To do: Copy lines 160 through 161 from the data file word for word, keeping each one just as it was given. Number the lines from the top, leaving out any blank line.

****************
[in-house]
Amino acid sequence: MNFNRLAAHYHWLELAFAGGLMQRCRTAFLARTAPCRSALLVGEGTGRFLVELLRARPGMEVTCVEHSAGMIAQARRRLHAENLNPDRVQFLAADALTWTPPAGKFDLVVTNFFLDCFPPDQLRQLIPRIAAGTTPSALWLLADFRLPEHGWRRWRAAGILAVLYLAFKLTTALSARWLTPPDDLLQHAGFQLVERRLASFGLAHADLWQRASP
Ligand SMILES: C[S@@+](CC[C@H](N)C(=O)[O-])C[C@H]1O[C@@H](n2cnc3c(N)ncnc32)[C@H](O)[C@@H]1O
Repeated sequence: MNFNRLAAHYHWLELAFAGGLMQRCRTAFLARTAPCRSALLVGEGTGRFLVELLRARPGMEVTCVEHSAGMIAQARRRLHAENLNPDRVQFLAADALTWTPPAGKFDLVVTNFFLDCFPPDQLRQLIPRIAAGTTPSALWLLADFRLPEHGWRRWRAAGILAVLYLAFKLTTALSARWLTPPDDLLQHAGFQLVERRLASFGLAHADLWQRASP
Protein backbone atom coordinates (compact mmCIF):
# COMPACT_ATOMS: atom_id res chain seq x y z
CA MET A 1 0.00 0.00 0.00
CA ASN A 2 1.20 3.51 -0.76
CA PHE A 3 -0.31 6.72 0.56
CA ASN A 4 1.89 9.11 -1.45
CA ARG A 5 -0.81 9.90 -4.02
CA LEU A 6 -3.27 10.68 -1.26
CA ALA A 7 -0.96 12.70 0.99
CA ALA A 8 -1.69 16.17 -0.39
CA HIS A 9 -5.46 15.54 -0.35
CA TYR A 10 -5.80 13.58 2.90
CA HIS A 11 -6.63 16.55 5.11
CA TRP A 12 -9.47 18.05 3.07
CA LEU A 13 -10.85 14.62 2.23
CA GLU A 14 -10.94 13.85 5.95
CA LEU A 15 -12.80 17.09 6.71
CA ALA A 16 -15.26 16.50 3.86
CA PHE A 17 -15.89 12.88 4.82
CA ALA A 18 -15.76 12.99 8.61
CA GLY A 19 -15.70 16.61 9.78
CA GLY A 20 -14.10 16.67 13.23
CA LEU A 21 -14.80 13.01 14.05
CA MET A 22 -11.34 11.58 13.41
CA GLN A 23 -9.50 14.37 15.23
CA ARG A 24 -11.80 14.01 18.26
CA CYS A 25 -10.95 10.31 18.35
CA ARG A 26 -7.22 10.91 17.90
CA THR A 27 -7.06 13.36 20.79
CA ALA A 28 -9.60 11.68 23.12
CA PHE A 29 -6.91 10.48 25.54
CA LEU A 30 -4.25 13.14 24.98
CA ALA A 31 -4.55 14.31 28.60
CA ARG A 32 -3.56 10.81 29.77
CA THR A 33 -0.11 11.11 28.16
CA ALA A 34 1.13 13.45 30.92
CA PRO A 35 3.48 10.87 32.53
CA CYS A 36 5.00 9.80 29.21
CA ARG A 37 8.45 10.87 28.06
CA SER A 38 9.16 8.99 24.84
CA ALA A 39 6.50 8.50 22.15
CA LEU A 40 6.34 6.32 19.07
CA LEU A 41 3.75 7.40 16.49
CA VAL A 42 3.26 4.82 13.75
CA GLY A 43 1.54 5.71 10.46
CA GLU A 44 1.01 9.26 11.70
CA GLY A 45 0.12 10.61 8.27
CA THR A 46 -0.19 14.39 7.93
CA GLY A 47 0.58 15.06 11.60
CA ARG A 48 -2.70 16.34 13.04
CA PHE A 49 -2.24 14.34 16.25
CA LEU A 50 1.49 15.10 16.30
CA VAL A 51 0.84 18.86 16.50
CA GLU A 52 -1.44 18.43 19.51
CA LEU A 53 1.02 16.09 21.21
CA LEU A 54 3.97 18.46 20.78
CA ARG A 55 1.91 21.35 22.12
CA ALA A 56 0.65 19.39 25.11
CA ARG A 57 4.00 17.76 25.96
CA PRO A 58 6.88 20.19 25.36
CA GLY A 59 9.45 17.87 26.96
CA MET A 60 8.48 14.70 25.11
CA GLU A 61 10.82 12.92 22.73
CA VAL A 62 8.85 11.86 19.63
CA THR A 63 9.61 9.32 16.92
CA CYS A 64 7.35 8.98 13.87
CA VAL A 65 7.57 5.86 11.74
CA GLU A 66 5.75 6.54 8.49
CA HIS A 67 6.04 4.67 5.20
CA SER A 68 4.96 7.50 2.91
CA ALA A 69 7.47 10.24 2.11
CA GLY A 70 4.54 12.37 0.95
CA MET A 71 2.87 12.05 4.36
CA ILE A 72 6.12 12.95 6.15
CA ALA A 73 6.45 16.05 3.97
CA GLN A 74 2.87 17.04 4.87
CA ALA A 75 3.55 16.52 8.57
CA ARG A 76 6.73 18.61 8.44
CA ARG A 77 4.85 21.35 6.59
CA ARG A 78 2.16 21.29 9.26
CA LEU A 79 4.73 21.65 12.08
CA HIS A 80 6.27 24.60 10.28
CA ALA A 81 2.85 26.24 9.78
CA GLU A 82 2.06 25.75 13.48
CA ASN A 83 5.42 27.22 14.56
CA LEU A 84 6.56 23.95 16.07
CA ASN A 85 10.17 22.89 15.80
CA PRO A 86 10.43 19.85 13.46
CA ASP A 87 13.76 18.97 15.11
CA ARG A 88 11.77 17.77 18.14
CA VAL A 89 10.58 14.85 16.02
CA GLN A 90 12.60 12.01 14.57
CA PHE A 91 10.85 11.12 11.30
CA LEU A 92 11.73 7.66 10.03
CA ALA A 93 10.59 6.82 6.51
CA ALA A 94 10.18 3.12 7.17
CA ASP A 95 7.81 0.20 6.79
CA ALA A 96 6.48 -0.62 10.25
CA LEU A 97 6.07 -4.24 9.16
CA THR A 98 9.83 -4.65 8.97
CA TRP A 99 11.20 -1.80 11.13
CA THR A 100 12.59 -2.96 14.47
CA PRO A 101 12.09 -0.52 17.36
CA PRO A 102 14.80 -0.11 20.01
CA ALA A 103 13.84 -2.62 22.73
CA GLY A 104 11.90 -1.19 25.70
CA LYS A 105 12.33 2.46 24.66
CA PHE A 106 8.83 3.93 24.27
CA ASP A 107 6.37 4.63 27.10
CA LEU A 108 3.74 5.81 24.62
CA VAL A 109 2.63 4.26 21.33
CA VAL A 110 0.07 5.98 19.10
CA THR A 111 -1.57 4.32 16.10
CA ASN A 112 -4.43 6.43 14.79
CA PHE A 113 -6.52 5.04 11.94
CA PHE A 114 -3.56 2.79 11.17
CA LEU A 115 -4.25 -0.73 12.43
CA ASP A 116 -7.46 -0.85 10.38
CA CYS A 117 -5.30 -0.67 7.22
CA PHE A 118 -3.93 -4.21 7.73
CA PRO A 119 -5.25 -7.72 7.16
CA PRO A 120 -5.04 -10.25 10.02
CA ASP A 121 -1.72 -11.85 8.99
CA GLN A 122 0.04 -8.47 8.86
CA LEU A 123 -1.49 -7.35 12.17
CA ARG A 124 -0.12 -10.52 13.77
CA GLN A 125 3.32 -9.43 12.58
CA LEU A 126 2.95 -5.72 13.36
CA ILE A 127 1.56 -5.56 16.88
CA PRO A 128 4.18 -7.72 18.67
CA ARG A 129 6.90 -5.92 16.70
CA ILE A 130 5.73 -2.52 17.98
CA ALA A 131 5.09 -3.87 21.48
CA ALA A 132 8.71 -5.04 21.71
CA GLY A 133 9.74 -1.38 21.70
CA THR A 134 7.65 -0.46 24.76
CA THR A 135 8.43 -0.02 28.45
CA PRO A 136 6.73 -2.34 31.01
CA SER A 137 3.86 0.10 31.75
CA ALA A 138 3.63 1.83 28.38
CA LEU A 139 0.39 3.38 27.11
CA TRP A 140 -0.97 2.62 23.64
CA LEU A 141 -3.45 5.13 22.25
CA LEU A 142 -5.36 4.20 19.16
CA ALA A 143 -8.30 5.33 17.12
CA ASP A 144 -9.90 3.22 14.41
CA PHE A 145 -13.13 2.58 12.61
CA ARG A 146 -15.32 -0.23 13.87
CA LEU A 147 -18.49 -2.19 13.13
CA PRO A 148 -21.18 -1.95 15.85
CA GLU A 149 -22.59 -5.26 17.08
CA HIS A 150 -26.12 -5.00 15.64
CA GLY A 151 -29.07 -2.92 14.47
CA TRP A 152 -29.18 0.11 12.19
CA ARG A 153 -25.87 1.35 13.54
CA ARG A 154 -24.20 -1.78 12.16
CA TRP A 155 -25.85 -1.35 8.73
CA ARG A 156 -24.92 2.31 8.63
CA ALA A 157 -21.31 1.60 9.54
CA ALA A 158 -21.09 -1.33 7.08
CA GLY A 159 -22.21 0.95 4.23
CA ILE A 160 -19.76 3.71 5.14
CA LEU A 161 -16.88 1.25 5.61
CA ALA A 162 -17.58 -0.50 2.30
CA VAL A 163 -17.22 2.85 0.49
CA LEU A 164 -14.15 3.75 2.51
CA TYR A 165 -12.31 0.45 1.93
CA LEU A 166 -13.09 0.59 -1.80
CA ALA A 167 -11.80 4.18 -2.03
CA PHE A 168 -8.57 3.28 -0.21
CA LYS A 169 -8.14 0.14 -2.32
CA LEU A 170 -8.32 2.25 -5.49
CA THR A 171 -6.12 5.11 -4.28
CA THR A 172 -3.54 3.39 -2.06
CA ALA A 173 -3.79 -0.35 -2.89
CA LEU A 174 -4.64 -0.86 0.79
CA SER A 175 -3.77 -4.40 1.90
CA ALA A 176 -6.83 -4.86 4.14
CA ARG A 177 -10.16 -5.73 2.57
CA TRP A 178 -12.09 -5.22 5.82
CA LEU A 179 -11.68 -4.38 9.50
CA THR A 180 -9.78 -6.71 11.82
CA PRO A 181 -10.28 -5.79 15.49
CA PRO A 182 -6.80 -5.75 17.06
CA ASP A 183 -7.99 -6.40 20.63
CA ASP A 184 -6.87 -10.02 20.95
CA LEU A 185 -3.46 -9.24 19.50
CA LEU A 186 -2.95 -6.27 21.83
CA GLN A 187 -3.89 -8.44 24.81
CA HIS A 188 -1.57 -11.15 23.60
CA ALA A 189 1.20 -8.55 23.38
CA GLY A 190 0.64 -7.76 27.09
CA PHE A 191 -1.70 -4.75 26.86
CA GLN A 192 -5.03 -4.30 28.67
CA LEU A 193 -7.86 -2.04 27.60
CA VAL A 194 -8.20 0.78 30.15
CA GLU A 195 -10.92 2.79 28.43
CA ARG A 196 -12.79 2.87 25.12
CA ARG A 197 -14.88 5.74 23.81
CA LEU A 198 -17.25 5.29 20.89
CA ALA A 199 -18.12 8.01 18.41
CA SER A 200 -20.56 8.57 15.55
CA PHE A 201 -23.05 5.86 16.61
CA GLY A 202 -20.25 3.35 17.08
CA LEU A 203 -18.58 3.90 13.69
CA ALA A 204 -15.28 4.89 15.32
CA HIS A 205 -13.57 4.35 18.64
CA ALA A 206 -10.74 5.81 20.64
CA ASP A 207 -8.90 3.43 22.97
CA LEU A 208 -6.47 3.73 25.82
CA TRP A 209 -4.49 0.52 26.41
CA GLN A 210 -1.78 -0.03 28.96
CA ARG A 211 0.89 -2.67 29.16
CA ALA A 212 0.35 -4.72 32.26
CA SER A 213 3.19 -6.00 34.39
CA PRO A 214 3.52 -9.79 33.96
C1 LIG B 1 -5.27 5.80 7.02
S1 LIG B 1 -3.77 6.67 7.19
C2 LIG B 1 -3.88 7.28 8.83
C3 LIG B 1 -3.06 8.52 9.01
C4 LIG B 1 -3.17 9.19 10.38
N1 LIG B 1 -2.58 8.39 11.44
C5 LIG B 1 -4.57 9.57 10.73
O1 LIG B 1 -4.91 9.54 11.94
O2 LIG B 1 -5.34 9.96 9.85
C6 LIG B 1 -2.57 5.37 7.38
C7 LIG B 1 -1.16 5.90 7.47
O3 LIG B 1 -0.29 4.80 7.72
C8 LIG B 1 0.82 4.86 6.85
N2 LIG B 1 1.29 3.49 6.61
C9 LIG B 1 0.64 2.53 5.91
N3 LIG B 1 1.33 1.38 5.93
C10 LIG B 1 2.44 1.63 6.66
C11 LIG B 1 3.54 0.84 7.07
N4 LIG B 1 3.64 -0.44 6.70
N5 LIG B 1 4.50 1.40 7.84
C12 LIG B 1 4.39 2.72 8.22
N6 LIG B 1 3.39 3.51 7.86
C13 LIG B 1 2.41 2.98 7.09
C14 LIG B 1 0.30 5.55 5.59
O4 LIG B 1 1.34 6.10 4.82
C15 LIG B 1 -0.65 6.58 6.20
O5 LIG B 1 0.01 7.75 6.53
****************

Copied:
CA ARG A 154 -24.20 -1.78 12.16
CA TRP A 155 -25.85 -1.35 8.73